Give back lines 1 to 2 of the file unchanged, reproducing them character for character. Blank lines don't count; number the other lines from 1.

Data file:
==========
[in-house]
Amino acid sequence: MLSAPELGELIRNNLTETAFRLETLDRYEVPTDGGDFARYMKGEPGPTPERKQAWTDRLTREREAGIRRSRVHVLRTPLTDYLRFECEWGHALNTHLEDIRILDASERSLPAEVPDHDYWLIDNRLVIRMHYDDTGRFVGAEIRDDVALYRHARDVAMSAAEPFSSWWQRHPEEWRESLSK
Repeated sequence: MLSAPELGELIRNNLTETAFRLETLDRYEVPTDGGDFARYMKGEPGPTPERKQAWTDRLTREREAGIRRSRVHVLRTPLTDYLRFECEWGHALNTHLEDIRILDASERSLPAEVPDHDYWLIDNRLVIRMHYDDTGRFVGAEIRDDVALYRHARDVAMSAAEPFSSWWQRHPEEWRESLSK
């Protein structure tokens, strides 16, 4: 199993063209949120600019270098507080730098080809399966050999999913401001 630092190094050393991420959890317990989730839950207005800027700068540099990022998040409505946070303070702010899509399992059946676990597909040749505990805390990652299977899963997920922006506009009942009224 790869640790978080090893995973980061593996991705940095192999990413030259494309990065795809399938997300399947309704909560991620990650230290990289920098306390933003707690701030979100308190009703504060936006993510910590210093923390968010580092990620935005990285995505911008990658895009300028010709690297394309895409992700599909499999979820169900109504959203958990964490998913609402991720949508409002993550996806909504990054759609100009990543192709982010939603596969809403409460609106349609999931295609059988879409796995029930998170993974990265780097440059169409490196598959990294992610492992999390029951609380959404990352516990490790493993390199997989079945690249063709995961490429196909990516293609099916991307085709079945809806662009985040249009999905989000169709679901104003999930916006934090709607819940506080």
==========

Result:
[in-house]
Amino acid sequence: MLSAPELGELIRNNLTETAFRLETLDRYEVPTDGGDFARYMKGEPGPTPERKQAWTDRLTREREAGIRRSRVHVLRTPLTDYLRFECEWGHALNTHLEDIRILDASERSLPAEVPDHDYWLIDNRLVIRMHYDDTGRFVGAEIRDDVALYRHARDVAMSAAEPFSSWWQRHPEEWRESLSK